December 15, 2013

Seiota vs Koebuta


One word that you see pretty often in seiyuu fan threads these days is koebuta.

Koebuta, meaning "voice pig" was originally a label assigned by seiyuu fans to distance themselves from the more "undesirable" elements of their fandoms - general assholes, guys with bad manners, dudes who cut up photos and break CDs when seiyuu announce they have boyfriends, people who say creepy stuff, etc. It's a term that has been around for a while, however in recent years it has seen a lot more usage. A lot of this can be linked to the growing enmity between new-school and old-school seiyuu fans - that itself being product of the slowly building backlash over the rise of the "idol seiyuu."

Idol seiyuu fans have been around since Hayashibara Megumi and maybe even earlier, but things really came to a head in the last decade after fandom reached large enough numbers for the inevitable market forces to overcome the old-school seiyuu types.

Seiyuu ended up being divided into two factions by fan opinions. The "jitsuryoku" camp contained seiyuu with true voice ability that get casted based on their own strength. The other camp contained seiyuu tainted with various unflattering speculation: they're just idols, failed mainstream wannabes, casted from the couch (makura eigyou = pillow trade), they have a monotone voice (bouyomi), they're only popular because of the agency's monstrous PR power (gorioshi = Gorilla Push), and so on.

Within all of this bubbling resentment, the word "koebuta" ended up getting thrown around to describe fans that entered into the fandom because of the latter group. What it implies is that they like the idol aspects of seiyuu more than the voice acting.

The ones on the receiving end of the word took it in stride, and some even began calling themselves the term with pride, considering the detractors as elitist old farts. Besides there's nothing wrong with liking seiyuu for other reasons so who cares?

So what was once seen as a universally negative term used for the worst elements of the fandom now actually just describes a rather large split between fans with differing priorities.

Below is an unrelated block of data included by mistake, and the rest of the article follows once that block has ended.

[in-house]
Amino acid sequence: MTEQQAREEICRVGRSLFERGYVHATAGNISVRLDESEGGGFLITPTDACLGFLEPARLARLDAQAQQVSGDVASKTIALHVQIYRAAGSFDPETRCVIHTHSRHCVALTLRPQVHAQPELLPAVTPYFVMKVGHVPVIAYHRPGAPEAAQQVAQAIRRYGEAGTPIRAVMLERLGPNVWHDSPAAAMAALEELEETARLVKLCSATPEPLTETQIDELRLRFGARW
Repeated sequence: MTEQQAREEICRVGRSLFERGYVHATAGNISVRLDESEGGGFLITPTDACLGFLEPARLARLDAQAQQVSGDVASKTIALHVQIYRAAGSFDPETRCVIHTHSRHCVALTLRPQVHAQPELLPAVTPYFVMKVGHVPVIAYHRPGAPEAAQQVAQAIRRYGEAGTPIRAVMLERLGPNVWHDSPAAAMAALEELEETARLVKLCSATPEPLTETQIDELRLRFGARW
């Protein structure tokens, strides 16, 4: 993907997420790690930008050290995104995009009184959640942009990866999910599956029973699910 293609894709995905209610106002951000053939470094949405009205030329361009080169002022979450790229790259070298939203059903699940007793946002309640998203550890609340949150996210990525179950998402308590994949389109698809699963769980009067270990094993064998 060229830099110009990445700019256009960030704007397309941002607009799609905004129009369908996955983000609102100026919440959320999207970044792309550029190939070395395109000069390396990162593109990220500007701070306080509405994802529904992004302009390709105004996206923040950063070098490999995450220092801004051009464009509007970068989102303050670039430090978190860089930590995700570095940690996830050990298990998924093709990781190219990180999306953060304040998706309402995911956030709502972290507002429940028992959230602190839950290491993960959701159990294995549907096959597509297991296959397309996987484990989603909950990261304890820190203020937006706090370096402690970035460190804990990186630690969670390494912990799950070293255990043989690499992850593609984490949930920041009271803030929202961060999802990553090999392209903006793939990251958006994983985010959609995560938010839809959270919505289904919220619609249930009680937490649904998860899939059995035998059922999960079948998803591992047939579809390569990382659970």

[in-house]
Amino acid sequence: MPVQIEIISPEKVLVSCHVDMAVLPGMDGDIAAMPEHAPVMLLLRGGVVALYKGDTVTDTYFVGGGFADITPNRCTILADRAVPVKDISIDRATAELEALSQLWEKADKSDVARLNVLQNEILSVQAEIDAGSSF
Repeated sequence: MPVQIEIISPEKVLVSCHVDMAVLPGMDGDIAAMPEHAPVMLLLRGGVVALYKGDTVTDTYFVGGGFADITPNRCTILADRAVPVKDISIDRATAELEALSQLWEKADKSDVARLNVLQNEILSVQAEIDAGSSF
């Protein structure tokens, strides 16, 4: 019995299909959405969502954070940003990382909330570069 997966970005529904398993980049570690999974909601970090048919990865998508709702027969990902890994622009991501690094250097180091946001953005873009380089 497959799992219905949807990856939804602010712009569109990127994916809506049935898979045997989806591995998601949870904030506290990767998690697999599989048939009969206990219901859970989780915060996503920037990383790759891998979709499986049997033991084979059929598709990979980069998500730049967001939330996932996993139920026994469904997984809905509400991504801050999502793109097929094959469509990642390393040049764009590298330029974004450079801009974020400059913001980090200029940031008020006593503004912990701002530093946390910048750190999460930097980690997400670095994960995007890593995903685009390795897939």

Traditional Seiyuu fan/seiota


  • Voice acting is the main thing that matters.

  • Personal life of the seiyuu isn't that important

  • Avoids using cute nicknames, just uses names

  • Show great disdain for koebuta as "ruining the fandom"

  • Seiyuu they like: Hayami Saori, Seto Asami, Nakahara Mai, Kugimiya Rie, and most seiyuu's who can do a good boyish voice

Koebuta


  • Physical appearance is a fair game. If she's cute, they can let other things slide

  • Personality is also important. Will praise a seiyuu for being clever, funny, cool on radio or variety programs

  • If they really like the character, they'll like the seiyuu by association regardless of how their performance was (see the seiyuu hosei effect)

  • They value the hard work that goes into the non-voice parts (dance practice, talking skill, dieting, image control)

  • They use nicknames, chan, tan, etc

  • Seiyuu they like: Ootsubo Yuka, Taketatsu Ayana, Ohashi Ayaka, Ogura Yui, 80% of Love Live cast

Which type are you? I actually used to be more of former category but have shifted to the latter in recent years so I guess I'm probably 60:40 on the sei/buta ratio. The truth is there are almost no pure seiyuu entering the industry anymore, since multi-talented seiyuu are just more pragmatic for business reasons. Even "jitsuryoku" seiyuu these days have idol qualities that the traditional fans are loathe to admit.

I do get still get a kind of annoyed when some people who are almost 100% idol get pushed as seiyuu and the acting actually suffers for it (Love Live's biggest weakness is this) and my first instinct whenever I see new faces is to hate them until they prove themselves, but that's something I've learned to deal with ever since I was a pro-wrestling fan so I can live with that.

Posted by Paranda at 11:22 AM | Comments (4)

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